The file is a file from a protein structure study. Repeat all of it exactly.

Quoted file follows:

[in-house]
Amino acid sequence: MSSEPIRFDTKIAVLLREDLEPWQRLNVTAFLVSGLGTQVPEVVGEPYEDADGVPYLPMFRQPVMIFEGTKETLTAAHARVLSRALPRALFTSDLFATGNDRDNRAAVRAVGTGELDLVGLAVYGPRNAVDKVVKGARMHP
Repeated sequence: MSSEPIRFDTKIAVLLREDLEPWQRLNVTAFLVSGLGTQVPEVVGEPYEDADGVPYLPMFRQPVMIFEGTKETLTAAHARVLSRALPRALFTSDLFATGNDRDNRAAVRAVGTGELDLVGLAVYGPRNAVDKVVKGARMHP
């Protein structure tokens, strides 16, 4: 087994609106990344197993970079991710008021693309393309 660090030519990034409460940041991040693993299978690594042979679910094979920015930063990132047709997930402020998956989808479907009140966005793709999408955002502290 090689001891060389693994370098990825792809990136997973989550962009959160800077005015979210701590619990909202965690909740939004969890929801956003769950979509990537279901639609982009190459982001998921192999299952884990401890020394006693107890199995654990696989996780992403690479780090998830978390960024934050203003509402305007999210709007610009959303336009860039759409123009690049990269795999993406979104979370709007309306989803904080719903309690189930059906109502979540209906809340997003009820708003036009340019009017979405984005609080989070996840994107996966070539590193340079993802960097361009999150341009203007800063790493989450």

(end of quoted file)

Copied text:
[in-house]
Amino acid sequence: MSSEPIRFDTKIAVLLREDLEPWQRLNVTAFLVSGLGTQVPEVVGEPYEDADGVPYLPMFRQPVMIFEGTKETLTAAHARVLSRALPRALFTSDLFATGNDRDNRAAVRAVGTGELDLVGLAVYGPRNAVDKVVKGARMHP
Repeated sequence: MSSEPIRFDTKIAVLLREDLEPWQRLNVTAFLVSGLGTQVPEVVGEPYEDADGVPYLPMFRQPVMIFEGTKETLTAAHARVLSRALPRALFTSDLFATGNDRDNRAAVRAVGTGELDLVGLAVYGPRNAVDKVVKGARMHP
């Protein structure tokens, strides 16, 4: 087994609106990344197993970079991710008021693309393309 660090030519990034409460940041991040693993299978690594042979679910094979920015930063990132047709997930402020998956989808479907009140966005793709999408955002502290 090689001891060389693994370098990825792809990136997973989550962009959160800077005015979210701590619990909202965690909740939004969890929801956003769950979509990537279901639609982009190459982001998921192999299952884990401890020394006693107890199995654990696989996780992403690479780090998830978390960024934050203003509402305007999210709007610009959303336009860039759409123009690049990269795999993406979104979370709007309306989803904080719903309690189930059906109502979540209906809340997003009820708003036009340019009017979405984005609080989070996840994107996966070539590193340079993802960097361009999150341009203007800063790493989450």